The Guidelines for Service Providers describes the requirements of the Directive in relation to temporary service. This applies where a service provider (i.e. a self- employed person) intends to move to Ireland to pursue, on a temporary and occasional basis, the profession which they are legally established to provide in their home member state. It does not apply to employees or to any persons (self-employed or otherwise) working on a continuous and stable basis in the host member state. It applies in Ireland to those health professions for which statutory registration exists (i.e. doctors, nurses, midwives, dentists, pharmacists). Temporary service does not apply to any of the other professions listed on this web page as the recognition process is for the purpose of recruitment to the publicly-funded health sector only; persons can be employed in the private sector or be self-employed without having their qualifications recognised.
Irish Health Competent Authorities
A list of Irish Health Competent Authorities under the Directive is available here. All queries on the recognition of qualifications and on temporary provision of services should be addressed to the relevant Competent Authority.
The Minister for Health is the competent authority for several health and social care professions. The Health Service Executive administers the process on behalf of the Department of Health in respect of the following profession:
Information on the process in respect of this profession is available at www.hse.ie/eng/staff/Jobs/Validation/
The Department of Health, through the Validation Unit (firstname.lastname@example.org), administers the process in respect of the following professions. Please access the relevant link beneath for information on the application process for that profession:
Diagnostic Radiographers, Radiation Therapists, Speech and Language Therapists, Dietitians and Occupational Therapists
The Registration Boards at CORU for Radiographers, Speech and Language Therapists, Dietitians and Occupational Therapists have established their registers and have been designated as the competent authority for their professions under Directive 2005/36/EC. The Boards will assess all new applications for the recognition of qualifications awarded outside the Republic of Ireland. Applications should be addressed to: Joyce House, 8-11 Lombard Street, Dublin 2 or visit their website here.
Other useful information for applicants
Right of Appeal
Regulation 23 of SI 139 of 2008 states that an applicant may appeal to the High Court any decision of a competent authority or any failure of a competent authority to make a decision, in relation to the application by him/her. Such an appeal shall be brought within 42 days either of the date upon which the decision concerned is communicated to the applicant concerned, or in the case of failure to make a decision within 42 days of the expiration of the periods of time specified in Regulation 22(2).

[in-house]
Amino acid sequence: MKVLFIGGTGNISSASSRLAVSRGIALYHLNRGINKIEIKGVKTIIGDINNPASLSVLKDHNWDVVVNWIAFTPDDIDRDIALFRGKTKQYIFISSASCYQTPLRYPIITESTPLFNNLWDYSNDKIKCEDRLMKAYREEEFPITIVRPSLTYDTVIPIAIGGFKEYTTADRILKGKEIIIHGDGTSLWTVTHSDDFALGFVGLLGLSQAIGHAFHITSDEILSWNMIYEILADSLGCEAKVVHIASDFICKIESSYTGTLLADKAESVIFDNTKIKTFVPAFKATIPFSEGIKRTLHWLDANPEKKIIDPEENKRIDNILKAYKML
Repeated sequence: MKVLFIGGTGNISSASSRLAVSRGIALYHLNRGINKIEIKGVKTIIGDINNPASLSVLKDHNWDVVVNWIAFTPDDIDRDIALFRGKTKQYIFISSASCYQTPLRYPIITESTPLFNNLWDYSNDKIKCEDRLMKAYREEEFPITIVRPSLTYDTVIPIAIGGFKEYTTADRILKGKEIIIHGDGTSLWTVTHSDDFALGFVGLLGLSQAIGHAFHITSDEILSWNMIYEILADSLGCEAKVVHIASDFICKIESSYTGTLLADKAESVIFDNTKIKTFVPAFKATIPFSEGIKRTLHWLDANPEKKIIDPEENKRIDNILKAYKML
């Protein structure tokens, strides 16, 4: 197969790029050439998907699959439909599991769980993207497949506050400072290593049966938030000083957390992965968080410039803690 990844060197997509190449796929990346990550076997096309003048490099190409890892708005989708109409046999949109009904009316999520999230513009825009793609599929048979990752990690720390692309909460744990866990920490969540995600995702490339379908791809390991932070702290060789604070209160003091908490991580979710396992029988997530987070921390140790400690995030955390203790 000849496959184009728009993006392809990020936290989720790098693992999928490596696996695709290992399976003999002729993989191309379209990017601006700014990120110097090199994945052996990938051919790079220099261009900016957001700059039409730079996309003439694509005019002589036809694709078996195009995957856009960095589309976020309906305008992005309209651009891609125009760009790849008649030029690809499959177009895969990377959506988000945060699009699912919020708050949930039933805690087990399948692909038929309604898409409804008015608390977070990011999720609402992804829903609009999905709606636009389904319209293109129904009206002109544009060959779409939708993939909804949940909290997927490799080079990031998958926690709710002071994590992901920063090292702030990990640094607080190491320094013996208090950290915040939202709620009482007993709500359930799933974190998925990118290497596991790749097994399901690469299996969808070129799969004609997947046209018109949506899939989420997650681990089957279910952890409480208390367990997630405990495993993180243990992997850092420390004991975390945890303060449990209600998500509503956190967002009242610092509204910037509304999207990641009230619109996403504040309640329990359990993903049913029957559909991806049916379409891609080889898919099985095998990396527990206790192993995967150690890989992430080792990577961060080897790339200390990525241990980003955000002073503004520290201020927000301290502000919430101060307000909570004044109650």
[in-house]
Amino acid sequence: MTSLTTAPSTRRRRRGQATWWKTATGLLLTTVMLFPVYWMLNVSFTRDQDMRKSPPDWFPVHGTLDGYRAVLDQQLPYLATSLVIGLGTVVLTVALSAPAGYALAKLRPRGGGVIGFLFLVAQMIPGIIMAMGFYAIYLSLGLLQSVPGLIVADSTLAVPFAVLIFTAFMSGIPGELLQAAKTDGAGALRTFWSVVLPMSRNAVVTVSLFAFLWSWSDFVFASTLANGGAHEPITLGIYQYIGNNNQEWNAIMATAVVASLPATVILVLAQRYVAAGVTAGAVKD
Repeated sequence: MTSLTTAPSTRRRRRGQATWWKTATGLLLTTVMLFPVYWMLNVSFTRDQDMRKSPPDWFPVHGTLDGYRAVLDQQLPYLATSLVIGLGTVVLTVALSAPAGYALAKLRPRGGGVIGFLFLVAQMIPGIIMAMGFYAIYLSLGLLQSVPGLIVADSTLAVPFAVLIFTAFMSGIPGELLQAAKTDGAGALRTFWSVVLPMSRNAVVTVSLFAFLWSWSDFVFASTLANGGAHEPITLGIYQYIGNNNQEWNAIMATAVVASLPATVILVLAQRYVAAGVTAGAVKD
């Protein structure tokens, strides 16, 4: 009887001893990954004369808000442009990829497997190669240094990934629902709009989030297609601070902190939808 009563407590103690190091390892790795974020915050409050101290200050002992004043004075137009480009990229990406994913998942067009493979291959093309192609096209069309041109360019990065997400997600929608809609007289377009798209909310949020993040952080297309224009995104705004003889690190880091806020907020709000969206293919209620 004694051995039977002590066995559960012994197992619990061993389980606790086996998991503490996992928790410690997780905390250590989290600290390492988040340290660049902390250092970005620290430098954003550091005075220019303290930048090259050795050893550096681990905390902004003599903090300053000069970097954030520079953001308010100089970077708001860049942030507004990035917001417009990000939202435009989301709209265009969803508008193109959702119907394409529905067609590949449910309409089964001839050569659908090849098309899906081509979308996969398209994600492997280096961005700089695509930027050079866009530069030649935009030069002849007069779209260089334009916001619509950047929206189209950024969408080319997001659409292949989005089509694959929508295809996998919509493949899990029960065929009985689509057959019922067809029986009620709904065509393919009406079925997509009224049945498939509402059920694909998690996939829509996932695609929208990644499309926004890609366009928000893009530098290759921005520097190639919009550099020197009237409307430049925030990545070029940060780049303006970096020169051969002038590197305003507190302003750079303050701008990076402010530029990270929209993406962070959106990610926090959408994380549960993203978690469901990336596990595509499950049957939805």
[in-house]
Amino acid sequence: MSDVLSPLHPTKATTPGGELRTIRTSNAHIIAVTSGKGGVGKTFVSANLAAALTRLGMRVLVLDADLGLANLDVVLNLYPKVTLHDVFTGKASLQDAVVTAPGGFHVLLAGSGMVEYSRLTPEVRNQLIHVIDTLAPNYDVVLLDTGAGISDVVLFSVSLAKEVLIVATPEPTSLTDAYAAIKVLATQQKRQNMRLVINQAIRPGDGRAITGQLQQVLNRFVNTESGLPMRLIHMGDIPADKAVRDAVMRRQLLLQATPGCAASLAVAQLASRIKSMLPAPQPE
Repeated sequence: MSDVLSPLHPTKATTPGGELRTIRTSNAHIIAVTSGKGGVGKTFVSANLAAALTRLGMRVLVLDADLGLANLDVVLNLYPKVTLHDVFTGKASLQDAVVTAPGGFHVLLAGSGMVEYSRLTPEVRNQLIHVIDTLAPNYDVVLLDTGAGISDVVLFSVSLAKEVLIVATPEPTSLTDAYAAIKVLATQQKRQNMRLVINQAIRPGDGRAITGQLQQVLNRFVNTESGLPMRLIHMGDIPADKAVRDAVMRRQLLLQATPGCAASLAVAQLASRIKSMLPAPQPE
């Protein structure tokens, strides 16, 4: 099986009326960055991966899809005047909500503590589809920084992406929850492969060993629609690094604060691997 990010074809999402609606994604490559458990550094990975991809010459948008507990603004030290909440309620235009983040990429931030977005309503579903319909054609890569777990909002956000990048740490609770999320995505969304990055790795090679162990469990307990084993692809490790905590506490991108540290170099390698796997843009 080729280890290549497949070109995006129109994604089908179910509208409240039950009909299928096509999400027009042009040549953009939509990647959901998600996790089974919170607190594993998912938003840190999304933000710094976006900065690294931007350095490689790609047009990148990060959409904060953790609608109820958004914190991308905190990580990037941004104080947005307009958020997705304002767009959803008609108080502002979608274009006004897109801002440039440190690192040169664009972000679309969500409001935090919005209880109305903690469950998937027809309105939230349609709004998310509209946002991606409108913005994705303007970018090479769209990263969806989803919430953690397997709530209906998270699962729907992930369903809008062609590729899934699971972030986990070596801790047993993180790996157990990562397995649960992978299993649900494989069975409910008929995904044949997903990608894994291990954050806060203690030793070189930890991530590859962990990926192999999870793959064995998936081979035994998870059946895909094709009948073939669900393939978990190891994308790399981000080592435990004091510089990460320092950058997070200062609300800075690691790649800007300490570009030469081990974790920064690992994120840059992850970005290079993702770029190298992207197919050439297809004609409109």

An applicant who intends to make an appeal may wish to contact a solicitor practising in Ireland.
A decision of the High Court on an appeal under this Regulation is final and cannot be appealed further.
External Complaints Mechanism – SOLVIT
SOLVIT is an informal problem-solving network established by the European Commission. It was created to solve problems that EU citizens or businesses may experience with the public administrations of EU Member States. The SOLVIT centres are committed to obtaining a response within ten weeks without prejudice to the right of their clients to pursue other action, including legal action, if they are not satisfied with the response. SOLVIT can be contacted at its office in the applicant’s home country.
Careers with the Health Service Executive
The Health Service Executive (HSE) is responsible for the delivery of health and social services in Ireland. Information on its service is provided on www.hse.ie
All available positions in the HSE are advertised on www.careersinhealthcare.ie and in national and local press each week.
Positions may also be advertised on the Public Appointments Service website www.publicjobs.ie.
Employment permits and residency rights
The recognition of qualifications is without prejudice to any right to work or to residency in Ireland. Applicants should access the website of the Department of Jobs, Enterprise and Innovation for information on employment permits and the website of the Irish Naturalisation and Immigration Service in relation to residency.
Requests from Non-Irish Authorities/Employers for Verification Good Standing or Professional Status
The Validation Unit at the Department of Health regularly receives requests from non-Irish authorities for verification of good standing or professional status in respect of certain health and social care professionals who state that they have practised their profession in Ireland or who have Irish qualifications. The Validation Unit is not in a position to provide this documentation as there is at present no system of statutory registration for such professionals in Ireland (see Information note).